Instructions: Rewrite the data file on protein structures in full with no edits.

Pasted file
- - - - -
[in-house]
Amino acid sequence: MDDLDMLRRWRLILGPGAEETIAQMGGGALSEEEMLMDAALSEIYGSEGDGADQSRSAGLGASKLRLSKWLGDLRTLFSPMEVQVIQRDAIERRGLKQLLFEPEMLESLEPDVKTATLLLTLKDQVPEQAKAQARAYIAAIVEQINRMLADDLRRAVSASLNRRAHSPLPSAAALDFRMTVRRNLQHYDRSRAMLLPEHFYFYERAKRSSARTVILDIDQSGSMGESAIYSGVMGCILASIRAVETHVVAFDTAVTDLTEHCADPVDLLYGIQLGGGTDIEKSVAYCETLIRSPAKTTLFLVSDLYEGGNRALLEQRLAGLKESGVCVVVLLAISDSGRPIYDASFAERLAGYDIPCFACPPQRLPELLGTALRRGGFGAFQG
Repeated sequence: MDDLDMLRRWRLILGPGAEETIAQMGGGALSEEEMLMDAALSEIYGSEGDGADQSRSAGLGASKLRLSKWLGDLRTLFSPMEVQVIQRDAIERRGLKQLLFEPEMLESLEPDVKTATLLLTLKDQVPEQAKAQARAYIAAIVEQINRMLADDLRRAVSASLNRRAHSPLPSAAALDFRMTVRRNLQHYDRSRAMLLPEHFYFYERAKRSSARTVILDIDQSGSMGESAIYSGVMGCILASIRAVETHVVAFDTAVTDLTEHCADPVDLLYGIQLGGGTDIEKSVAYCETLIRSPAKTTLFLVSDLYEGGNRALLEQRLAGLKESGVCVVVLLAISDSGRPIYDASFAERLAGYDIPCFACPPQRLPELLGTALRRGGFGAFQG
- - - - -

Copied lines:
[in-house]
Amino acid sequence: MDDLDMLRRWRLILGPGAEETIAQMGGGALSEEEMLMDAALSEIYGSEGDGADQSRSAGLGASKLRLSKWLGDLRTLFSPMEVQVIQRDAIERRGLKQLLFEPEMLESLEPDVKTATLLLTLKDQVPEQAKAQARAYIAAIVEQINRMLADDLRRAVSASLNRRAHSPLPSAAALDFRMTVRRNLQHYDRSRAMLLPEHFYFYERAKRSSARTVILDIDQSGSMGESAIYSGVMGCILASIRAVETHVVAFDTAVTDLTEHCADPVDLLYGIQLGGGTDIEKSVAYCETLIRSPAKTTLFLVSDLYEGGNRALLEQRLAGLKESGVCVVVLLAISDSGRPIYDASFAERLAGYDIPCFACPPQRLPELLGTALRRGGFGAFQG
Repeated sequence: MDDLDMLRRWRLILGPGAEETIAQMGGGALSEEEMLMDAALSEIYGSEGDGADQSRSAGLGASKLRLSKWLGDLRTLFSPMEVQVIQRDAIERRGLKQLLFEPEMLESLEPDVKTATLLLTLKDQVPEQAKAQARAYIAAIVEQINRMLADDLRRAVSASLNRRAHSPLPSAAALDFRMTVRRNLQHYDRSRAMLLPEHFYFYERAKRSSARTVILDIDQSGSMGESAIYSGVMGCILASIRAVETHVVAFDTAVTDLTEHCADPVDLLYGIQLGGGTDIEKSVAYCETLIRSPAKTTLFLVSDLYEGGNRALLEQRLAGLKESGVCVVVLLAISDSGRPIYDASFAERLAGYDIPCFACPPQRLPELLGTALRRGGFGAFQG